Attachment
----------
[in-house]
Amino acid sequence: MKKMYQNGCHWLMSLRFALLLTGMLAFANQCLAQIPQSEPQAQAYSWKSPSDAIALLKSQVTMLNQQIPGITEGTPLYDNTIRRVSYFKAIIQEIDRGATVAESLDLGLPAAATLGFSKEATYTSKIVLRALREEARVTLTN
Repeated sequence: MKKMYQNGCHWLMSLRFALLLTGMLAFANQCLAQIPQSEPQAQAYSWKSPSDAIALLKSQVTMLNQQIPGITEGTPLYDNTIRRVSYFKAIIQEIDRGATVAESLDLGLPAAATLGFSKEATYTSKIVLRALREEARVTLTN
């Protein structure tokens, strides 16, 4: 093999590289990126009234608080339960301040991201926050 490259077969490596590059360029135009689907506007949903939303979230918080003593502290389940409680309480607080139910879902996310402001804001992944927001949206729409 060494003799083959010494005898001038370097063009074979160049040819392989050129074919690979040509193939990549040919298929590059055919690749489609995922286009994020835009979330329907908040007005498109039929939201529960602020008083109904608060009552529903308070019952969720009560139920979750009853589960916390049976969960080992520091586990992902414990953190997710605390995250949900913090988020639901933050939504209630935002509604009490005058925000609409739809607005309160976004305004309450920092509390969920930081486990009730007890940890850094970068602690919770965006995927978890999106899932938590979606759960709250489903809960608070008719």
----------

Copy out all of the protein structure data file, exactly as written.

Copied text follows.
[in-house]
Amino acid sequence: MKKMYQNGCHWLMSLRFALLLTGMLAFANQCLAQIPQSEPQAQAYSWKSPSDAIALLKSQVTMLNQQIPGITEGTPLYDNTIRRVSYFKAIIQEIDRGATVAESLDLGLPAAATLGFSKEATYTSKIVLRALREEARVTLTN
Repeated sequence: MKKMYQNGCHWLMSLRFALLLTGMLAFANQCLAQIPQSEPQAQAYSWKSPSDAIALLKSQVTMLNQQIPGITEGTPLYDNTIRRVSYFKAIIQEIDRGATVAESLDLGLPAAATLGFSKEATYTSKIVLRALREEARVTLTN
């Protein structure tokens, strides 16, 4: 093999590289990126009234608080339960301040991201926050 490259077969490596590059360029135009689907506007949903939303979230918080003593502290389940409680309480607080139910879902996310402001804001992944927001949206729409 060494003799083959010494005898001038370097063009074979160049040819392989050129074919690979040509193939990549040919298929590059055919690749489609995922286009994020835009979330329907908040007005498109039929939201529960602020008083109904608060009552529903308070019952969720009560139920979750009853589960916390049976969960080992520091586990992902414990953190997710605390995250949900913090988020639901933050939504209630935002509604009490005058925000609409739809607005309160976004305004309450920092509390969920930081486990009730007890940890850094970068602690919770965006995927978890999106899932938590979606759960709250489903809960608070008719």